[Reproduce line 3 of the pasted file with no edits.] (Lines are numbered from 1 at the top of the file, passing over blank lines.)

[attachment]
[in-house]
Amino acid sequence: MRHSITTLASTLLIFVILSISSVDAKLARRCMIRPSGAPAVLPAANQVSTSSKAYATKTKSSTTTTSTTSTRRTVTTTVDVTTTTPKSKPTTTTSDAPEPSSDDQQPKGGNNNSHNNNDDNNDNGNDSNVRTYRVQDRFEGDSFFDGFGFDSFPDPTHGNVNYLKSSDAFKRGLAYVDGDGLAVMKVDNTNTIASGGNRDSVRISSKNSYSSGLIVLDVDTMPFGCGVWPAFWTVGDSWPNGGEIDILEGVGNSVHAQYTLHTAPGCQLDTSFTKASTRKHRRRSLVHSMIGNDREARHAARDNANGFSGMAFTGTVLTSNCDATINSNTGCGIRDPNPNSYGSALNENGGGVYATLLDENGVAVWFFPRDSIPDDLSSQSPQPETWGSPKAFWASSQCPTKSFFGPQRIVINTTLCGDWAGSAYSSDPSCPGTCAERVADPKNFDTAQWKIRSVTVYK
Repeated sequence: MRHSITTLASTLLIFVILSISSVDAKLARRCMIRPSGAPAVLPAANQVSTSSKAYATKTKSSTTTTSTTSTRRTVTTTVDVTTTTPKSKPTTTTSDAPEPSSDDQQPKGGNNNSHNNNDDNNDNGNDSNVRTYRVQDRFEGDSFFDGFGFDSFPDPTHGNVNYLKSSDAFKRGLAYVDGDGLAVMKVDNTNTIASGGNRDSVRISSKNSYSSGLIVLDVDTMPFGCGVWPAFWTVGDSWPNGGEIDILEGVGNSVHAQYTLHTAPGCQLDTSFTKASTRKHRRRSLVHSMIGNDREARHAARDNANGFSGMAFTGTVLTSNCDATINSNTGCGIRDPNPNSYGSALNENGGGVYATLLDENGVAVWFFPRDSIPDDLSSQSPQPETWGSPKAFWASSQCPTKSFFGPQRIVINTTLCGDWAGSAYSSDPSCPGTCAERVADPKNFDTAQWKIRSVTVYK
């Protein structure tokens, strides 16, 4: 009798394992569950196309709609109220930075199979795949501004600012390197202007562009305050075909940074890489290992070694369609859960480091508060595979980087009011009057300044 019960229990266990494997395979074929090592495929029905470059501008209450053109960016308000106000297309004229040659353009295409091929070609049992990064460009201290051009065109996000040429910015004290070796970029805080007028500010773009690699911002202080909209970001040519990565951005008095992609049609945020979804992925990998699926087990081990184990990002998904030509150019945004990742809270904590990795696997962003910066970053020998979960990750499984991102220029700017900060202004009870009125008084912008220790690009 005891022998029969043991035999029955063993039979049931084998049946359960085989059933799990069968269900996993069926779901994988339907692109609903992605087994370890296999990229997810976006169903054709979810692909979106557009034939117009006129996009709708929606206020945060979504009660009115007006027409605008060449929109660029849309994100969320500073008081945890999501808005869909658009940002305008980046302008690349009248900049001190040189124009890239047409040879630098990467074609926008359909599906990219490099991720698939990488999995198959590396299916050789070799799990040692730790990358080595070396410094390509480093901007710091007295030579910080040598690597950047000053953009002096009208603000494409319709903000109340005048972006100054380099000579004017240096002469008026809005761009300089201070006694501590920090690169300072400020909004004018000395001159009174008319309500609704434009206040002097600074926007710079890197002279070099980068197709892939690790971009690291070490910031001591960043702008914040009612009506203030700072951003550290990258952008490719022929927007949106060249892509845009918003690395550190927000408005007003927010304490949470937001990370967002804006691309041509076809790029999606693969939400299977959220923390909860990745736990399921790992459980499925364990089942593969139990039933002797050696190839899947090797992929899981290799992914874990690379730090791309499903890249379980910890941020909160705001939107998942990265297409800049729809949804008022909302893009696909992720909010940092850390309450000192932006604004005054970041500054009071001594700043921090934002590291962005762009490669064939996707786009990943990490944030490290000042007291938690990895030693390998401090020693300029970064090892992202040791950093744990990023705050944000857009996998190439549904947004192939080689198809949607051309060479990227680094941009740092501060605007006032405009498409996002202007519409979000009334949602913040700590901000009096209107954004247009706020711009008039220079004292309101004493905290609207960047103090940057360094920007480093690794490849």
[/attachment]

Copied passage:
Repeated sequence: MRHSITTLASTLLIFVILSISSVDAKLARRCMIRPSGAPAVLPAANQVSTSSKAYATKTKSSTTTTSTTSTRRTVTTTVDVTTTTPKSKPTTTTSDAPEPSSDDQQPKGGNNNSHNNNDDNNDNGNDSNVRTYRVQDRFEGDSFFDGFGFDSFPDPTHGNVNYLKSSDAFKRGLAYVDGDGLAVMKVDNTNTIASGGNRDSVRISSKNSYSSGLIVLDVDTMPFGCGVWPAFWTVGDSWPNGGEIDILEGVGNSVHAQYTLHTAPGCQLDTSFTKASTRKHRRRSLVHSMIGNDREARHAARDNANGFSGMAFTGTVLTSNCDATINSNTGCGIRDPNPNSYGSALNENGGGVYATLLDENGVAVWFFPRDSIPDDLSSQSPQPETWGSPKAFWASSQCPTKSFFGPQRIVINTTLCGDWAGSAYSSDPSCPGTCAERVADPKNFDTAQWKIRSVTVYK